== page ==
The PAYE cap and its impact on the R&D Tax SME scheme

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Expert Opinion
May 6, 2021

Since the introduction of an R&D scheme for small and medium enterprises (“SME”) in the UK in 2000, over 300,000 claims, totalling £33.3bn have been made, the majority of which are by SMEs.

HMRC’s latest statistics from September 2020 show that SMEs have made over 52,000 claims for £3bn in the 2018/19 tax year. The generosity of the SME scheme has led some companies to push the limits to maximise their claims, often without genuine justification. Some SMEs have claimed R&D Tax credit for work that has no relevance to R&D. Others have tried to get the benefit for R&D activities undertaken outside the UK by using set up structures in the UK solely for this purpose.

As a result, in the 2018 Budget it was announced that to mitigate this abuse of the SME scheme, the PAYE cap will be introduced to the payable tax credit. All the claims made for the accounting periods beginning on or after 1 April 2021 are now affected.

The idea behind the new rule is to start limiting the amount of SME R&D tax credit to three times the amount of Pay-As-You-Earn (“PAYE”) and National Insurance Contributions (“NICs”) liability for the period plus a £20,000 grace amount. The cap was originally removed from the SME scheme in 2012.

What does the PAYE cap mean?

To give you an example of how the cap works, if a company has £20,000 in PAYE/NICs in the claim year, the maximum tax credit it can claim will be £20,000*3+£20,000=£80,000. In addition, for the purpose of cap calculation, the company can include related party PAYE and NIC liabilities that can be attributed to the R&D project. It is worth noting that this new cap will mostly affect small, loss-making companies with large expenditures on subcontracting activities or the companies that fall into a loss-making position due to the R&D enhancement (Valley of Death) and choose to surrender the loss for a cash lump sum. A lot of family-run companies and start-ups are therefore going to be impacted by the new rules, as well as companies with large expenditures on consumables, or software.

As with any rule, the cap has its own exceptions:

  1. If the amount of company’s payable claim doesn’t exceed £20,000, the cap would not apply to its claim.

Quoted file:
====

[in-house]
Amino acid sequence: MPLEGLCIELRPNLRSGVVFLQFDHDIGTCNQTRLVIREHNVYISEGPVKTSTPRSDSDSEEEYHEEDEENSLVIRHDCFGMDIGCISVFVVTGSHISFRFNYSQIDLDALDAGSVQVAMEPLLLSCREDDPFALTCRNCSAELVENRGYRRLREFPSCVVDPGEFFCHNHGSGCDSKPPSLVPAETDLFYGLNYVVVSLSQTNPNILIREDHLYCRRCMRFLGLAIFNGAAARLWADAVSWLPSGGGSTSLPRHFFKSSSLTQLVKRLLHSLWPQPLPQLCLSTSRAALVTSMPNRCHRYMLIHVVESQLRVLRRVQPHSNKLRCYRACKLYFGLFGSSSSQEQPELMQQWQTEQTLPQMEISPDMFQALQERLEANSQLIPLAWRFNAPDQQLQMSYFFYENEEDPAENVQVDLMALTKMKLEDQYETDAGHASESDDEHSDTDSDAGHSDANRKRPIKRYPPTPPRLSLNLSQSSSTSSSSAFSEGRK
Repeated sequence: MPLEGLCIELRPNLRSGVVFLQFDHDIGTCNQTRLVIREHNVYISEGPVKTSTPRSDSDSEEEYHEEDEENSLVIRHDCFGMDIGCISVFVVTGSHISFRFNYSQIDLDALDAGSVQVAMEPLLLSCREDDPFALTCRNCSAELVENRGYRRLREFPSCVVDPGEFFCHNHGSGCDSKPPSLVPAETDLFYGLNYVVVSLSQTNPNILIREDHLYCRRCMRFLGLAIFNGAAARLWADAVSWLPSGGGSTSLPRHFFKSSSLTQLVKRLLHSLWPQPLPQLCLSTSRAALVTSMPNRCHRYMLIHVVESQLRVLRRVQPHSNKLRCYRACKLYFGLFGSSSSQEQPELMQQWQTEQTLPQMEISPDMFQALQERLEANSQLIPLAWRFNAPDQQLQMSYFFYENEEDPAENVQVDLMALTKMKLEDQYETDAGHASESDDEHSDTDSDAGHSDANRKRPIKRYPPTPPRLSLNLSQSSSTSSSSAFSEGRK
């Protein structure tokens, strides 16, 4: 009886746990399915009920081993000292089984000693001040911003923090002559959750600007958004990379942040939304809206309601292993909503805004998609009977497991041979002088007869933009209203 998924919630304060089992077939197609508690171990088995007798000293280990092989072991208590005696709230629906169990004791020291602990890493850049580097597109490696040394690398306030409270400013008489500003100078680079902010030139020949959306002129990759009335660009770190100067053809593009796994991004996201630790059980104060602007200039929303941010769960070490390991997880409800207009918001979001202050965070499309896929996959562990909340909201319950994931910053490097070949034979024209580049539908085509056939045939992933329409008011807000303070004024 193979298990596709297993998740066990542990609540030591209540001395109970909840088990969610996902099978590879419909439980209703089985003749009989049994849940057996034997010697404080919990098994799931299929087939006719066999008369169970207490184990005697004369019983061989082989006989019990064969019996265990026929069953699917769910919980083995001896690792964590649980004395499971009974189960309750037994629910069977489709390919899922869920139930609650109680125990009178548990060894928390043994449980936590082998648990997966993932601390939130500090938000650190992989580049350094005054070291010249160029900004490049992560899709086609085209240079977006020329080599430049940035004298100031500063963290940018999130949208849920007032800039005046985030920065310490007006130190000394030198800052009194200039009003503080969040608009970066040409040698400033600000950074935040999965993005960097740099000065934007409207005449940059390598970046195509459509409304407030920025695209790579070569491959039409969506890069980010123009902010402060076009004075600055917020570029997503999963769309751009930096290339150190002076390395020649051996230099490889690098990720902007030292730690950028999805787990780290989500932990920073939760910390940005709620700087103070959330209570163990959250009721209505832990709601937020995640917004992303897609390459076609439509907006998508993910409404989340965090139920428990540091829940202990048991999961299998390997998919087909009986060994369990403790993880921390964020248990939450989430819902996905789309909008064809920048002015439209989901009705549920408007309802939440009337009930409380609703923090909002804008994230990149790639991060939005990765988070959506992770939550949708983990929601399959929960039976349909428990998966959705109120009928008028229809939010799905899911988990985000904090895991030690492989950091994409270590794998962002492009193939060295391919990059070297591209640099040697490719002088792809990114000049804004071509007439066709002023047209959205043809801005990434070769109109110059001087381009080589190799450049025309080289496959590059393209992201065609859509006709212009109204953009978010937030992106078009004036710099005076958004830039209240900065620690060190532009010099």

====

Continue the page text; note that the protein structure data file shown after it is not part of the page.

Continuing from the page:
2. The company will not be subject to the cap if it can satisfy two tests: it must be actively managing its intellectual property (IP) that arises from the R&D project. In other words, the company’s employees should be preparing to create/create or actively manage IP and spend no more than 15% of its overall R&D expenditure on related party subcontracting or EPW provision.

What if the exceptions don’t apply to me?

If the company doesn’t fall into any of the two categories, then it is good to know the implications of the new PAYE cap on the benefit calculation process.

Firstly, the total cap amount is always time apportioned to reflect the length of the accounting period (“AP”). If the AP lasted less than 12 months, the cap will be proportionally reduced.

Secondly, when calculating the cap, double counting of PAYE and NIC liabilities must be avoided. This applies to the scenarios when there are two connected companies.

For example, Company A subcontracts R&D activities to Company B, which also has its own R&D activities that it claims the benefit for, or Company B supplies Company A with EPWs. Both companies A and B will therefore be calculating the PAYE and NIC to arrive to the final PAYE cap figure, however Company A will be also including Company B’s NICs and PAYE number in its cap calculations as it is a connected company.

Ayming’s view

While Ayming agrees with HMRC’s sentiment of tackling the abuse of the SME scheme, we strongly believe that simply introducing the cap is not going to affect the problem fundamentally.

The blanket approach simply penalises SMEs in general, discouraging investing in innovation and claiming R&D Tax credits, which has an adverse effect on the economy. It will not however prevent ‘creative’ companies from finding new ways of abusing the scheme.

We therefore believe that the more prudent approach would be to improve HMRC compliance of the SME scheme. One way to do this is to increase the resources to enable more efficient identification of potential issues within the claims to prevent SMEs from claiming irrelevant R&D expenditures. At the same time, still encourage genuine R&D activities to be undertaken. This correlates with the original aim of the SME scheme since its introduction back in 2000.

Ayming UK will continue to closely monitor any changes to the legislation and is here for its clients to advise on any aspects of the new regulations and their impact on the scheme.

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